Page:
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COVID outbreak in area ‘stunning’ – Officials urge caution

A recent surge in COVID-19 cases has local health and governmental officials very concerned.

According to the latest state Department of Public Health statistics, 44 people in Clinch County have tested positive for COVID-19 in the past two weeks. And according to Homerville physician Dr. Sam Cobarrubias, those figures are probably low.

“The Covid-19 virus is spreading rapidly through our community. My nurse practitioner and I believe the current strain is making people sicker this time compared to last summer. I am asking you all to observe all the Covid-19 guidelines from the CDC. We have sacrificed this long. The vaccine is here and I am confident we are seeing the light at the end of the tunnel,” Dr. Sam said in a statement.

The outbreak is hitting all of South Georgia hard. According to DPH figures, in the past two weeks, nearby Coffee County has had 384 confirmed cases; Atkinson-68; Berrien-105; Ware-161; and Lanier-31.

The South Health District said they are currently experiencing the most significant increase in COVID-19 cases that the district has seen since the pandemic began.

The positivity rate across the district has increased to 15-27% in the last two weeks. An increase of up to 10 percent from earlier this month and double or more the positivity rate from October.

“These numbers are absolutely stunning, and we know that we have just started to see cases from the Christmas holiday which means this will likely continue to increase,” said William R. Grow, MD, FACP, district health director. “It is extremely important to take precautions, stay home, avoid social gatherings, and wear a mask if you must go out in public, especially as we conclude the holiday season. Positivity rate increases like this are going to translate into overwhelmed hospitals, critical illnesses and possibly deaths. All of this can be avoided if people will simply take the precautions that public health has been recommending since March.”

Clinch Memorial Hospital has reopened its drive-thru testing due to the increase in cases. The drive-thru testing, in the CMH parking lot, is open 8 a.m.-5 p.m. from Monday-Friday, and from 8 a.m.-noon on weekends and New Year’s Day.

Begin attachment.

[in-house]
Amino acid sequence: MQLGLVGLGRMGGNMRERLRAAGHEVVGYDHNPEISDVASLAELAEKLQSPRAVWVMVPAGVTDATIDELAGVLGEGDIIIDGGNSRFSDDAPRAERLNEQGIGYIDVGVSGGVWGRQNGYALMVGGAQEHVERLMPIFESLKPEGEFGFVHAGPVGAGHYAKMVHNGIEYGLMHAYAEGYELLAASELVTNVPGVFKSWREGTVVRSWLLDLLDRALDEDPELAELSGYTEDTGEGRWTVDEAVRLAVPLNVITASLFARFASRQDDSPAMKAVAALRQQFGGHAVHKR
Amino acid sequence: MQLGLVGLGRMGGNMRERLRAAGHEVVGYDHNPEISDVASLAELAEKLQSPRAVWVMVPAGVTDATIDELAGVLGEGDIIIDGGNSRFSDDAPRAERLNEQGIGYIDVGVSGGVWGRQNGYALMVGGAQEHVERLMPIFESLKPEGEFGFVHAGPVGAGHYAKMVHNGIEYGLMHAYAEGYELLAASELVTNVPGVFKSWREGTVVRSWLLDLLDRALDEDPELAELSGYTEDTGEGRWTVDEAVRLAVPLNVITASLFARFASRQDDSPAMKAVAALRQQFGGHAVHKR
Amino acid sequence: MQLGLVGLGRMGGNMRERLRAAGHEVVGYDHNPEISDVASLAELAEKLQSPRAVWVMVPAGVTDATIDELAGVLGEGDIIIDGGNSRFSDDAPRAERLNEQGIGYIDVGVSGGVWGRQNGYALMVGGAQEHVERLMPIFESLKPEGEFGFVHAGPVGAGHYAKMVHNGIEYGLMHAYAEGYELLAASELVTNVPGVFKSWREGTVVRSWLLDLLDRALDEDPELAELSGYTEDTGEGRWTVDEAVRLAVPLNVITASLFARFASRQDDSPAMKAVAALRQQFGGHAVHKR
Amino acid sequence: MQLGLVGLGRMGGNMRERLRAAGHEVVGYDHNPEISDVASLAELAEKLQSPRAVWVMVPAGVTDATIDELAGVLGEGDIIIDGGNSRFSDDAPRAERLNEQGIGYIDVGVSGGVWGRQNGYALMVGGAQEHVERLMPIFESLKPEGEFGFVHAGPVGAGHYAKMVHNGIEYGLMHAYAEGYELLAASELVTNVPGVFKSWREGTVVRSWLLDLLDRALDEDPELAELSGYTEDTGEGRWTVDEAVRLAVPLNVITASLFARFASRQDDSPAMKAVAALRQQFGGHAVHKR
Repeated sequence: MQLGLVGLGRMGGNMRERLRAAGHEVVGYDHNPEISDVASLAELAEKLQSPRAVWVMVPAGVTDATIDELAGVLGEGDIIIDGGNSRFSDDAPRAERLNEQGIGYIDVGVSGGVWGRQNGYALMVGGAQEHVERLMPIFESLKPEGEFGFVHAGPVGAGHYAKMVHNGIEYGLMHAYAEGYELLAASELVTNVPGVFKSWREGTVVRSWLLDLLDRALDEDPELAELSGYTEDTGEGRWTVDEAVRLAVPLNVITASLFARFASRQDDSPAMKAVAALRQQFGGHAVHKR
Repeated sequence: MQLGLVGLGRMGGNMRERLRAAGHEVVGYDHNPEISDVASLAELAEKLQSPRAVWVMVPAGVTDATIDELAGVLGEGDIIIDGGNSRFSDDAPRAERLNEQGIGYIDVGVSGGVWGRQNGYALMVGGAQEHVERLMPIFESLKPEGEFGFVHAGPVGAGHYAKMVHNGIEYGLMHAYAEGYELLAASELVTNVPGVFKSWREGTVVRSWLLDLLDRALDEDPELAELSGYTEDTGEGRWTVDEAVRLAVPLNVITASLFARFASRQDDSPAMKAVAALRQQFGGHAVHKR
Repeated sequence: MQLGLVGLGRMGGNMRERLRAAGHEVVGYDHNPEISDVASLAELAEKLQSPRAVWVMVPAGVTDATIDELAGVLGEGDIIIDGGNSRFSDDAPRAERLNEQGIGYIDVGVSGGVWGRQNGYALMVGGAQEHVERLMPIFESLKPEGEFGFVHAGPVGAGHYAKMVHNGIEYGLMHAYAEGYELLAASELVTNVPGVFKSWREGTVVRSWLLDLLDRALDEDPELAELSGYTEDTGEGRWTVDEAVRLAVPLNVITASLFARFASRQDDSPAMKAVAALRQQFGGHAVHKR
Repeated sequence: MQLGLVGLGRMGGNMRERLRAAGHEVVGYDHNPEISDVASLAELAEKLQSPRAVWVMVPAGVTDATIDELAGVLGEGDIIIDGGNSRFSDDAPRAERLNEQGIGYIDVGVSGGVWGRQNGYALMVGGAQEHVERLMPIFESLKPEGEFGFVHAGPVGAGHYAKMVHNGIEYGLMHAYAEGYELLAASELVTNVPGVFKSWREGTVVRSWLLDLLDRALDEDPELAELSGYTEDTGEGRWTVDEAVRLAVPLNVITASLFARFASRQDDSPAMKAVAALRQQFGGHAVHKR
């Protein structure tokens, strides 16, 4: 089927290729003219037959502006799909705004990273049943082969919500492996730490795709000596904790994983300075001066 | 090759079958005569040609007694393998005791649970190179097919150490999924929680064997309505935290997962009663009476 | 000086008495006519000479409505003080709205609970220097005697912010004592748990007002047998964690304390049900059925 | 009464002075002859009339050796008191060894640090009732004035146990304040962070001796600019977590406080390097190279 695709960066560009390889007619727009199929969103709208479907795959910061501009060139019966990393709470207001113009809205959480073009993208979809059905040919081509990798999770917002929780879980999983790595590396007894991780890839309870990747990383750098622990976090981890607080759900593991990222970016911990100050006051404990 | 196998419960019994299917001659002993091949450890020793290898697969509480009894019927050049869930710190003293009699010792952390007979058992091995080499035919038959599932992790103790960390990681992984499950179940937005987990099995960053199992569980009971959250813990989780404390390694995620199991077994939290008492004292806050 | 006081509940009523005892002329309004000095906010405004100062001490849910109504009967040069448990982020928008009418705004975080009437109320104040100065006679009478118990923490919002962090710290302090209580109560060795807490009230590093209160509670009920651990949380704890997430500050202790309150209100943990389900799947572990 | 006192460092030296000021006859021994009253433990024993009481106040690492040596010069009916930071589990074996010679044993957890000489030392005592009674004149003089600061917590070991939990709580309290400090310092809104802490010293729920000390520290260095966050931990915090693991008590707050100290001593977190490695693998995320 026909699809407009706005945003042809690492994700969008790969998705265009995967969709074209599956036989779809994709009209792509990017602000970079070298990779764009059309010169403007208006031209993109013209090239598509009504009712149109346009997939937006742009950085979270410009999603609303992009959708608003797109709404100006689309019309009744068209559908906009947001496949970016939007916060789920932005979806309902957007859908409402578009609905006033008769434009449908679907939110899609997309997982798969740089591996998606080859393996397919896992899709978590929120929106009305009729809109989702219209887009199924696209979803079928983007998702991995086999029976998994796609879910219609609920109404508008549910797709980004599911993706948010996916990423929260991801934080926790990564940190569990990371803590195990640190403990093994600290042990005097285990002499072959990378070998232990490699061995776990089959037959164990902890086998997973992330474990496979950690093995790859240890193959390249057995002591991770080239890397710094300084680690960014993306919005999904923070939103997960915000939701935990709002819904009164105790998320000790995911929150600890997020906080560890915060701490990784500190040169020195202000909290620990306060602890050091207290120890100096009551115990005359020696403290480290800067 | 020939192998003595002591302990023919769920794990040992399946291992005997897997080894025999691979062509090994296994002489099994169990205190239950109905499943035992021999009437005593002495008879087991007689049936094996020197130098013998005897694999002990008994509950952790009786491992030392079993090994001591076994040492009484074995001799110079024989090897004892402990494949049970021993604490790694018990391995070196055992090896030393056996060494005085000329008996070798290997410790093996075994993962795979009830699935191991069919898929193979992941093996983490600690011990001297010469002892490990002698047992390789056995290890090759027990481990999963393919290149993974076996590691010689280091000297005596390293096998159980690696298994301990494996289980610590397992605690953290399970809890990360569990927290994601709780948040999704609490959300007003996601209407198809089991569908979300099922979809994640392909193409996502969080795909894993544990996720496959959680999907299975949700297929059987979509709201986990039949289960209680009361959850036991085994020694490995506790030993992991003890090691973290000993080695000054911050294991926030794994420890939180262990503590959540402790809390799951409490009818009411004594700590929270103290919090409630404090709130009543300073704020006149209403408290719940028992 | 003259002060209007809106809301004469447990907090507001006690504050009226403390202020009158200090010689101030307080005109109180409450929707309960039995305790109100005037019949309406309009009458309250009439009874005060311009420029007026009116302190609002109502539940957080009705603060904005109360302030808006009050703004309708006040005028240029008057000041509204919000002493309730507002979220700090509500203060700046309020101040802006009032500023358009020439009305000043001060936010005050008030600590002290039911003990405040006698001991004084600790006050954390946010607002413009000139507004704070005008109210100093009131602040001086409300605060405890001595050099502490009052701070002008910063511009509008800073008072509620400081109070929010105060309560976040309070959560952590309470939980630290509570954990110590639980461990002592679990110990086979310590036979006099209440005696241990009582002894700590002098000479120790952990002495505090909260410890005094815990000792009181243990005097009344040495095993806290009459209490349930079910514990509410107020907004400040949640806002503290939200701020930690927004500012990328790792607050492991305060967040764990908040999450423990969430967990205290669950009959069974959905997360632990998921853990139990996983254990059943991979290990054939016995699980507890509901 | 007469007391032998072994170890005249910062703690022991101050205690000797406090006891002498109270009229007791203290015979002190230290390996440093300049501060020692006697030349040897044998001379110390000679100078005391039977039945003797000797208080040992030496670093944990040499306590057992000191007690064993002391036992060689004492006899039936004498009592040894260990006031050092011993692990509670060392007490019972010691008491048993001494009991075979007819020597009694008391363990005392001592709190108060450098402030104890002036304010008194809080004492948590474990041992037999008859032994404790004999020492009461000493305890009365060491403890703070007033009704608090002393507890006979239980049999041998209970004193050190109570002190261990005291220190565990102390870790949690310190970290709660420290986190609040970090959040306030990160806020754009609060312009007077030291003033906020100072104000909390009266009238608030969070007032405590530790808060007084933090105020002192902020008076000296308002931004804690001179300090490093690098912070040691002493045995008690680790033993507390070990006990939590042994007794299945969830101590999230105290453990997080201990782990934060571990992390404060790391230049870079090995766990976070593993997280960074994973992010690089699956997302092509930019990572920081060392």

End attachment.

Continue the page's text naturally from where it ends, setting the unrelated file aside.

Testing rates in the district have continued to increase since October, with public health and hospital testing sites being extremely busy in the last several weeks. This increase in testing is important because it allows public health to have an accurate view of the positivity rate within the district.

The City of Homerville has a mask ordinance currently in place, along with other precautions. City officials said police will be reminding local retail stores about the mask ordinance and will issue citations if individuals refuse to comply with safety precautions in the city limits.

During this health emergency, Dr. Sam offered the following recommendations: 

1. When out in public, I suggest wearing 2 (or more) masks. The better the seal, the more protection the masks offer.

2. Protect your eyes-wear glasses, goggles or a face shield.
3. If you gather, you are only as safe as the least safe person in your group. If they did not take precautions, you are putting yourself at risk.
4. When in a group, keeping the air moving is key. Surfaces and such do not seem to be as important as the air where the virus can float for quite some time.
5. If you get exposed to Covid-19, have no symptoms and want to get tested, wait until the 5th day after exposure to do so. If your test comes back negative and you still have no symptoms, you may end quarantine after 7 days. If you do not get tested and have no symptoms, you may end quarantine after 10 days.
4. If you are diagnosed with Covid-19, please notify those you may have exposed to the virus. We suggest that your entire household quarantine for the designated amount of time.
5. We have observed that being overweight or obese is a real risk for getting severe Covid-19 infection.
6. If you are diagnosed with Covid-19, your condition may worsen from days 7-12 of illness. It may occur suddenly.
7. When we diagnose you with Covid-19, we give you a cocktail of medications that we think may help you fight the virus. None of them have been approved to treat Covid-19.
7. If you are diagnosed with Covid-19 and experience shortness of breath, seek medical attention right away and tell them you have Covid-19.
8. The only medication approved for treatment of moderate to severe Covid-19 is remdesivir. It is given through a vein. It is usually the bigger hospitals that will have the medication.
9. These big hospitals may have remdesivir in stock but may not have the bed to treat you.
During this summer’s COVID surge, 13 Clinch County residents died of COVID-related issues.

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